VentureFizz: Where did you grow up and what were you like as a child? What did your parents do for work?
Jamal Fuller: I was born and raised in Brockton, Massachusetts. As a child, I was a bit reserved but always had an active imagination. I started playing organized sports heading into my teenage years and that's when I came out of my shell. I played basketball year-round and participated in every local basketball league as well as with my AAU travel team.
My mother worked two jobs to provide me and my sister with a stable home life, but was also supportive in all of our endeavors in sports and other social activities. She worked in Finance at Gillette and Proctor & Gamble and was a manager at a retail store. Watching her grind during my childhood instilled in me the importance of hard work.
VF: Where did you go to college? What did you study and what did you do after graduating?
JF: I studied at the University of Hartford in Connecticut. I majored in Psychology and minored in Philosophy. I realized in my Junior year that while I enjoyed Psychology and Philosophy, I didn’t want to base my entire career in those areas. I started to explore different ways that I could apply my knowledge in Psychology and Philosophy in the business world.
I graduated into a recession but was able to land a Sales job with the Brockton Rox who, at the time, was an independent minor league baseball team. That job was a great initial step into the business world as I did everything from executing deals with large companies to being our mascot when needed.
VF: What inspired you to get into the tech industry?
JF: My entrance into the tech industry was a bit serendipitous. I was working as a Key Account Manager for an apparel company but I was looking for something new. One of my friends posted that his company was hiring for Business Development Reps and I jumped at the opportunity.
VF: What has your career path looked like in tech and the various positions you’ve held before joining Poppulo?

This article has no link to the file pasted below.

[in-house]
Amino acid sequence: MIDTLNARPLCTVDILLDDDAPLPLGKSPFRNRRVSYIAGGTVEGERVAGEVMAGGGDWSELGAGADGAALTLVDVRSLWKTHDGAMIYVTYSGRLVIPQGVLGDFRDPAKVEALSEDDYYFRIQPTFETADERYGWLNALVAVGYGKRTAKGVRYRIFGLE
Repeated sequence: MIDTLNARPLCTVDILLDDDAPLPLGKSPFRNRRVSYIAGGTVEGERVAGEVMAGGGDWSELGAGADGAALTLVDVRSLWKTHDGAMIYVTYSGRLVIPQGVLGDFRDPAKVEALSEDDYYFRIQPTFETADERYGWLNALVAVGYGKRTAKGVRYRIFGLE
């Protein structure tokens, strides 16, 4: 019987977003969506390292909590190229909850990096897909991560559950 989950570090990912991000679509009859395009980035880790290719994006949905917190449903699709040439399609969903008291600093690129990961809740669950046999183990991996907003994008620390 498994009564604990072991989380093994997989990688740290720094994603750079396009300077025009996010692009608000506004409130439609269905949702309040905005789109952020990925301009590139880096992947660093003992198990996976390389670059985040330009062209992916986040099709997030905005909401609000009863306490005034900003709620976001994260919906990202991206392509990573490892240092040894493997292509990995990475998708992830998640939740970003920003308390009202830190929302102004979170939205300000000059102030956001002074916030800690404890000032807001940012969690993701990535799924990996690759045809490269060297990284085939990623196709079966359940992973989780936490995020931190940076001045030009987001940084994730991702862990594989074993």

JF: At Mashery and Intel, I started as a Business Development Rep and moved up within the company until I was the manager of the team. I also began working with our Strategic Alliances team to build out our partner ecosystem. I was lucky enough to have an extremely supportive and engaged leadership team that wanted to develop their employees.
In my roles at Exinda and Progress, I was a Director of Channels and Alliances. In these roles, I was responsible for building relationships with referral and reseller partners. I worked cross-functionally with sales, marketing, and product teams to develop the materials and programs to pique partner interest and train partners in the
VF: Can you share the high-level responsibilities of your current position as Manager, Strategic Partnerships at Poppulo?
JF: In my current role, I am tasked with establishing and developing strategic technology and referral partnerships. I recruit new partners that align with our business directives and develop go-to-market strategies with them to drive revenue growth. I am working closely with our product, marketing, and sales teams to ensure that we can develop clear strategies with each partner in our ecosystem.
VF: What has attributed to your success thus far and what types of obstacles have you had to overcome along the way as a Black professional?
JF: A strong work ethic, an eagerness to learn, and a good support system have been essential to my success. The combination of these items have helped me through every facet of life from school to sports, so applying them to the business world came naturally. I’ve also been able to understand that every failure is a lesson.